Vaccination is also for adults!

Is your vaccination record up-to-date? In many industrialized countries, the incidence of certain contagious diseases is on the increase, even though we are normally protected from them thanks to vaccination. One of the reasons for this situation is that certain parents refuse to get their children vaccinated, and another is that many adults have not updated their own immunization.

Is your vaccination record up-to-date? In many industrialized countries, the incidence of certain contagious diseases is on the increase, even though we are normally protected from them thanks to vaccination. One of the reasons for this situation is that certain parents refuse to get their children vaccinated, and another is that many adults have not updated their own immunization.

Vaccines are not just for children! All adults should be immunized against diphtheria, tetanus, pertussis (whooping cough), measles, mumps and rubella. What many people don’t realize is that the vaccines we get as children against these diseases must be updated in order to remain effective. In addition, new vaccines have been marketed in the past few years, including a chickenpox vaccine that reduces the risk of shingles in adults. Choosing which vaccines are necessary for any given individual depends on the person’s work-related risks, travel abroad, underlying illnesses, lifestyle and age.

For example, a yearly influenza shot is recommended for all adults over the age of 65, and for those under the age of 65 who have a high risk of complications, have family contacts with such individuals, are healthcare workers, or who want to be protected against the disease. Likewise, adults over the age of 65, along with younger individuals with certain risk factors, should get the pneumococcal vaccine at least once, as the bacteria it fights is often involved in pneumonia.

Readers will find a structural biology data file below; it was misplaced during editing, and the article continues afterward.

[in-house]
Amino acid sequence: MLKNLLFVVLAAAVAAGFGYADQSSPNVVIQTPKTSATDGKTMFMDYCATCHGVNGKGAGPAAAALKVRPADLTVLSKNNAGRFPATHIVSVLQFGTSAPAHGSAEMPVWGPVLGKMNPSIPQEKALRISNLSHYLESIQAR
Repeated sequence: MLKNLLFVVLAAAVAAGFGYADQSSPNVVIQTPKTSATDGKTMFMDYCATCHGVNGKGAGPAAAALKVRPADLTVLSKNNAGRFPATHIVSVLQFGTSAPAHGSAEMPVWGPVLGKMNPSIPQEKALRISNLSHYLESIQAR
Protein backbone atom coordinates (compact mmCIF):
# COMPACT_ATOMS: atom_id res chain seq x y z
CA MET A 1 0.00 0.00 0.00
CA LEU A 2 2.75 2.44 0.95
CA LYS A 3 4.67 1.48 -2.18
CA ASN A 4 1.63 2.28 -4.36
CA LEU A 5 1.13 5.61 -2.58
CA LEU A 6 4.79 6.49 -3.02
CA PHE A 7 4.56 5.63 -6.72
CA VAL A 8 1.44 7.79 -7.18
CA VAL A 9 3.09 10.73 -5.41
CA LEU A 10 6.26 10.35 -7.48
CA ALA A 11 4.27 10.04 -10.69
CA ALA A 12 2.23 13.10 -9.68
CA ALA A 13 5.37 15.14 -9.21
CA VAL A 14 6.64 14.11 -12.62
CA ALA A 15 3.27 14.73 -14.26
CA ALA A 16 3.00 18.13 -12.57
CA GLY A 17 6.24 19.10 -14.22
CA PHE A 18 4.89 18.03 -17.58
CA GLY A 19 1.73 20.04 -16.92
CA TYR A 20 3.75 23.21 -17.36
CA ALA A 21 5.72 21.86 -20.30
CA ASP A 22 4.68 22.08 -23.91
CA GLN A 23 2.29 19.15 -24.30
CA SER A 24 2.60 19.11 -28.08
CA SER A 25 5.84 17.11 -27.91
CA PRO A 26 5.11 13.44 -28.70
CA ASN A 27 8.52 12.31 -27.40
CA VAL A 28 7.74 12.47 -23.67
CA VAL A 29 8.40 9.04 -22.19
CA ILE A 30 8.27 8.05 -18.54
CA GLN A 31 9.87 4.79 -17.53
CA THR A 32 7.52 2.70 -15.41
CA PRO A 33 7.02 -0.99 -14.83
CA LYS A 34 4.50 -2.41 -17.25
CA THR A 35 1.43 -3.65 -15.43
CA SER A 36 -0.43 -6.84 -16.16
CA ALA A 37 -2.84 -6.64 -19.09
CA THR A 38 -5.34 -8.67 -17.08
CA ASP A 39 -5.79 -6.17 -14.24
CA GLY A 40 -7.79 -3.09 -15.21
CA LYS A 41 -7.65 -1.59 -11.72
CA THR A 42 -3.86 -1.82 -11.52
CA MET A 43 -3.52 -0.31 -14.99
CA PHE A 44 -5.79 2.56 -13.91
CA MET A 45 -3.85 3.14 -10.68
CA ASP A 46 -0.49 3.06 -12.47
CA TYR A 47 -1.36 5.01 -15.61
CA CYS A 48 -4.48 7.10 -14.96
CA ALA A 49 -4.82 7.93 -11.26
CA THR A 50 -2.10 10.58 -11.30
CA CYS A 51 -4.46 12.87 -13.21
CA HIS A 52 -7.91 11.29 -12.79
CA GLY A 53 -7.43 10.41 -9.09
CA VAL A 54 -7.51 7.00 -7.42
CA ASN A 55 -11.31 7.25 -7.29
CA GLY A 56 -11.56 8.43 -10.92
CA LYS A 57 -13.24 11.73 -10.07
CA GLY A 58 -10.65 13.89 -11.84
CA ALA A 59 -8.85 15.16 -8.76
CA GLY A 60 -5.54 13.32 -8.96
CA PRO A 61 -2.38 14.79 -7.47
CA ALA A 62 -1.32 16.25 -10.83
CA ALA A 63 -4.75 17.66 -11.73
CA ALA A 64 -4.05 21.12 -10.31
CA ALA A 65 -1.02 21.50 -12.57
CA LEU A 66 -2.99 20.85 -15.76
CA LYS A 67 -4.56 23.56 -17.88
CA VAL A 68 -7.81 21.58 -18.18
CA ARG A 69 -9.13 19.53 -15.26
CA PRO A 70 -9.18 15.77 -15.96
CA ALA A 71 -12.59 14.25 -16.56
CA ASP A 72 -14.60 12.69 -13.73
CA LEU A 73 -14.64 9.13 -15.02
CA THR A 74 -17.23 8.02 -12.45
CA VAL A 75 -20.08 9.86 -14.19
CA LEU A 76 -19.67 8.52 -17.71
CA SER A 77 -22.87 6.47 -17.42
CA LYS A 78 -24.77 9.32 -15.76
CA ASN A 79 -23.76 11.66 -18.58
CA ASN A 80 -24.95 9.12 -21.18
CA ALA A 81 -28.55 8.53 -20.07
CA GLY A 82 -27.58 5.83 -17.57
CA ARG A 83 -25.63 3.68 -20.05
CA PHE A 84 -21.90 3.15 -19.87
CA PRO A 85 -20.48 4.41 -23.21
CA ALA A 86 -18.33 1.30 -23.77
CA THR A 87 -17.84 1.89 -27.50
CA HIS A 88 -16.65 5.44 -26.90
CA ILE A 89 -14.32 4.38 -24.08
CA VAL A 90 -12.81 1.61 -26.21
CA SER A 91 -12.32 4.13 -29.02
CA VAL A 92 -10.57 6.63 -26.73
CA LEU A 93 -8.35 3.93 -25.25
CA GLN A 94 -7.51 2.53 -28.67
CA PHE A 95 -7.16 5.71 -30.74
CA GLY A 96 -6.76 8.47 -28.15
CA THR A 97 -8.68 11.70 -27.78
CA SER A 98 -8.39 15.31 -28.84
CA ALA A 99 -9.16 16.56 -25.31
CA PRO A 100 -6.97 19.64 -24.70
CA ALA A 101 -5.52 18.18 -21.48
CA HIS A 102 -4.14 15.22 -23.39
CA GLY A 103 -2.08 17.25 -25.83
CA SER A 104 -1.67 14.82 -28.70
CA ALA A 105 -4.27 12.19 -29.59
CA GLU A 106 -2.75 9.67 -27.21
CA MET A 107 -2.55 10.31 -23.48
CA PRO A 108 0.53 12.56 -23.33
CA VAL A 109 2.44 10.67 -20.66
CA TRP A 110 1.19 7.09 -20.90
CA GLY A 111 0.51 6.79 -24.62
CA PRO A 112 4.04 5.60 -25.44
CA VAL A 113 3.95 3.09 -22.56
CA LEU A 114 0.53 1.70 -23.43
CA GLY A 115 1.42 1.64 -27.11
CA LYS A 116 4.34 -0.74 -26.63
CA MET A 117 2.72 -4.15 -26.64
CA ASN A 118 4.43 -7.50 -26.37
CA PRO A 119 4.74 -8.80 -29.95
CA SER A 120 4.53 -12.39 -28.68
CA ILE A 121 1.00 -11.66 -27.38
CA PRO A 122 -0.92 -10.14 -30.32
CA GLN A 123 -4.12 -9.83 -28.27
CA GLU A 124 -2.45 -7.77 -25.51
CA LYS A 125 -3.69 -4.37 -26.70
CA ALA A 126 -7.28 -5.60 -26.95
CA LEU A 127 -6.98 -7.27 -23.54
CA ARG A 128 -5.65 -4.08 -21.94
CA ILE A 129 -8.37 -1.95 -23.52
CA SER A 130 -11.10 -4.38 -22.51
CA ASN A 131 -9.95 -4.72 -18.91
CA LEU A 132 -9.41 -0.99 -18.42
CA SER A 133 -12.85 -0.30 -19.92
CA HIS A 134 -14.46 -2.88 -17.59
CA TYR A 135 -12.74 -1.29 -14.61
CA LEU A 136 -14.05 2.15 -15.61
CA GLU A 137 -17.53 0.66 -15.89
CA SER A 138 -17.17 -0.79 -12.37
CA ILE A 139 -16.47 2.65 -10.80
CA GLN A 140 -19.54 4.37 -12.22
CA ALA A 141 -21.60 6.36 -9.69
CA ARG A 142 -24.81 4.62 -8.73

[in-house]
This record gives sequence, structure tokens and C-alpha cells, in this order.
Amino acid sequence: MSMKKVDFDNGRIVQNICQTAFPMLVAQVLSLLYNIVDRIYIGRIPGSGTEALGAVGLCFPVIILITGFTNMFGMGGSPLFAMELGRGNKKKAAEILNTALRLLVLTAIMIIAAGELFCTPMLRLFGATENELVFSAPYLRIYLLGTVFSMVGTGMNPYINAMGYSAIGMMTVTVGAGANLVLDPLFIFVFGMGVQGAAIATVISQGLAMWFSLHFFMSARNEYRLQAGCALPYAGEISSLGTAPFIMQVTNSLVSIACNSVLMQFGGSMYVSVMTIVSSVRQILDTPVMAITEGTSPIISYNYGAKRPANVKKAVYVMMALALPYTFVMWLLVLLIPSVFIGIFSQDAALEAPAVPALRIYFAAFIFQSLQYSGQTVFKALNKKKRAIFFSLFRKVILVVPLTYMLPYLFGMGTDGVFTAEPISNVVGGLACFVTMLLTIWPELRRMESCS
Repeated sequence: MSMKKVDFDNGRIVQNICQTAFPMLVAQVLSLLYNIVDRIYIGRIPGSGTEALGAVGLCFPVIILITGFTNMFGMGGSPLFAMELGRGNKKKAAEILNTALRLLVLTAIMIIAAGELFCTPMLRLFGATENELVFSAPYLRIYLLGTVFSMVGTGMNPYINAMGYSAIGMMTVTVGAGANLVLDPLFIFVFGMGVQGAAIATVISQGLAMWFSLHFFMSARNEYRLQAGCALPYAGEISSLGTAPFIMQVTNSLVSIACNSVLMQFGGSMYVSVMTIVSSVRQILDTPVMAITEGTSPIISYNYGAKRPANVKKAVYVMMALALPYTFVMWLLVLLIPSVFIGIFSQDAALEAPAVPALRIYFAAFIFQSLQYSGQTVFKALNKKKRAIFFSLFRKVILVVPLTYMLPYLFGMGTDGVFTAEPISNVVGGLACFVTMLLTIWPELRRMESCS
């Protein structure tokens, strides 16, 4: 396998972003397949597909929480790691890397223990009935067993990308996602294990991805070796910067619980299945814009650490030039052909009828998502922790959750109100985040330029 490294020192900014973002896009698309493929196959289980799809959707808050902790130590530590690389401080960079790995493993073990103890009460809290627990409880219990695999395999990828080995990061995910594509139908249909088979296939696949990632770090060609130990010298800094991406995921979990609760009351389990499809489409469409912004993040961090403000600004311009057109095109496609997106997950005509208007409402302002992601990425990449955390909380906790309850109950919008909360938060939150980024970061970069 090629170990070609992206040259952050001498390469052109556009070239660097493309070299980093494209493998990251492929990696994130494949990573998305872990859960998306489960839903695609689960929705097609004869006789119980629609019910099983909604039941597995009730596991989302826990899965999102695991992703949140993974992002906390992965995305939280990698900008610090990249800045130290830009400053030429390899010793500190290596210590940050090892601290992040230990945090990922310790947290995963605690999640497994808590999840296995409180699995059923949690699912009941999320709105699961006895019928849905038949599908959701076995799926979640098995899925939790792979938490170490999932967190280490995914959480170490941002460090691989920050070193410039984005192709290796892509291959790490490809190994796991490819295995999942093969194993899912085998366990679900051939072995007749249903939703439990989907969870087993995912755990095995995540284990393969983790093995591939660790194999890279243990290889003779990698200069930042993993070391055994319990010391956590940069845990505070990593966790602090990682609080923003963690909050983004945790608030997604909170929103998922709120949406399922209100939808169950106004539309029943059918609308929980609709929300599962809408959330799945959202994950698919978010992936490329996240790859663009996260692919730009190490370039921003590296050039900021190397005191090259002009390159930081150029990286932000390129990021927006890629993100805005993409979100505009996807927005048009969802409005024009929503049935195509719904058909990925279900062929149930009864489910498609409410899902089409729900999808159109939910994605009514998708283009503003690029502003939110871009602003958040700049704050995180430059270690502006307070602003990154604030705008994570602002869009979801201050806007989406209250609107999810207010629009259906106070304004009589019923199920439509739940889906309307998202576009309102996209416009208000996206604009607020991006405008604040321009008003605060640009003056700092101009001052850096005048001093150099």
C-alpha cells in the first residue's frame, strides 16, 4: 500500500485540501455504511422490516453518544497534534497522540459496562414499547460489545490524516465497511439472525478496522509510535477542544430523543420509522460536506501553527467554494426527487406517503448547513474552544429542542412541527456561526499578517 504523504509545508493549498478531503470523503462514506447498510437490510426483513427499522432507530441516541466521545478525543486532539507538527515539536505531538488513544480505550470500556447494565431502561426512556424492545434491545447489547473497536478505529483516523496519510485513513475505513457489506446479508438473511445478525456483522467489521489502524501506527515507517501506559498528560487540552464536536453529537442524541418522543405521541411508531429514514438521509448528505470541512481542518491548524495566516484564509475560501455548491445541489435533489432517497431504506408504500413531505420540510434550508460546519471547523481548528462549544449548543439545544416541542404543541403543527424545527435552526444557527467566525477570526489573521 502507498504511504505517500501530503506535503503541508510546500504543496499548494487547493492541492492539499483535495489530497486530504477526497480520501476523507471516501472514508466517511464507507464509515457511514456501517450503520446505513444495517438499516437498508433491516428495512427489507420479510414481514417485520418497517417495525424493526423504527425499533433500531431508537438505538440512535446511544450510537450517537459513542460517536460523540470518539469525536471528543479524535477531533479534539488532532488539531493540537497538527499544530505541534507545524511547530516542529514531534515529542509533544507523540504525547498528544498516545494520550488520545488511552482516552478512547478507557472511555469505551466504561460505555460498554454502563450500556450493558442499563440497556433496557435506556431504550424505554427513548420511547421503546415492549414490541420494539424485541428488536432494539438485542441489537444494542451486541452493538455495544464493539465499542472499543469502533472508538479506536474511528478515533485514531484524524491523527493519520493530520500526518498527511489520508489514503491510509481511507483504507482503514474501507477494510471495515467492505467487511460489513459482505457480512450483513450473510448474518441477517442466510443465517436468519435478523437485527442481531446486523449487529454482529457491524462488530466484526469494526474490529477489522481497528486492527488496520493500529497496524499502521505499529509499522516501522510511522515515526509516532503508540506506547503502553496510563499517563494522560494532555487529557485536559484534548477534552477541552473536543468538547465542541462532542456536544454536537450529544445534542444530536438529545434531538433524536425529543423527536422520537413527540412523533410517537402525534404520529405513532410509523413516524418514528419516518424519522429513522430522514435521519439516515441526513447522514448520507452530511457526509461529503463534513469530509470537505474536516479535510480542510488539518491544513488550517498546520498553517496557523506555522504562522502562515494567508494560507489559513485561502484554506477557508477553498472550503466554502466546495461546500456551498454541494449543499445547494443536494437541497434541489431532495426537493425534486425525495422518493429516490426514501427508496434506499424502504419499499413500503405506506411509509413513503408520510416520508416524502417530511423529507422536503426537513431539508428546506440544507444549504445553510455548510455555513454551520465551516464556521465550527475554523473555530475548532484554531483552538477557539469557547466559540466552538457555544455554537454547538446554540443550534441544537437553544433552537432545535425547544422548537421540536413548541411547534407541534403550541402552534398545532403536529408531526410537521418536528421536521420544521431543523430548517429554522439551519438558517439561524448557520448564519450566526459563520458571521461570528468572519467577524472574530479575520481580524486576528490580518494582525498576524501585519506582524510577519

Individuals at risk for small wounds – such as gardeners, hunters and manual workers – should get a tetanus booster shot. Tetanus is an acute and often deadly disease caused by an extremely powerful neurotoxin produced by a bacterium found in the soil.

Vaccines against hepatitis A, hepatitis B, poliomyelitis, cholera, rabies, meningitis and certain so-called tropical diseases must be updated on a case-by-case basis, according to individual needs.

Most “basic” vaccines are covered by the Quebec medicare plan. Travel-related vaccines are not, however. Questions? Speak to your pharmacist!

The drugs and pharmaceutical services featured on the familiprix.com website are offered by pharmacists who own the affiliated pharmacies at Familiprix. The information contained on the familiprix.com site is for informational purposes only and does not in any way replace the advice and advice of your pharmacist or any other health professional. Always consult a health professional before taking or discontinuing medication or making any other decision. Familiprix inc. and the proprietary pharmacists affiliated with Familiprix do not engage in any way by making this information available on this website.